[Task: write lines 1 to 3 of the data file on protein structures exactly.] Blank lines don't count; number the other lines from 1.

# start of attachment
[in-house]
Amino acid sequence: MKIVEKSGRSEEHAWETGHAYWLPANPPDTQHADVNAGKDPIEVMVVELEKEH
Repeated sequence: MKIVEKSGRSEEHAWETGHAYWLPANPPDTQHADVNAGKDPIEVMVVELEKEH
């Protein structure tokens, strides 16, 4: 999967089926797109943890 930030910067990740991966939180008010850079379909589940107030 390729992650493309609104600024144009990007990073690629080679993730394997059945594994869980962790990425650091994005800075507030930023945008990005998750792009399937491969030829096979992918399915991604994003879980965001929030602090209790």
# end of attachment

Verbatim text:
[in-house]
Amino acid sequence: MKIVEKSGRSEEHAWETGHAYWLPANPPDTQHADVNAGKDPIEVMVVELEKEH
Repeated sequence: MKIVEKSGRSEEHAWETGHAYWLPANPPDTQHADVNAGKDPIEVMVVELEKEH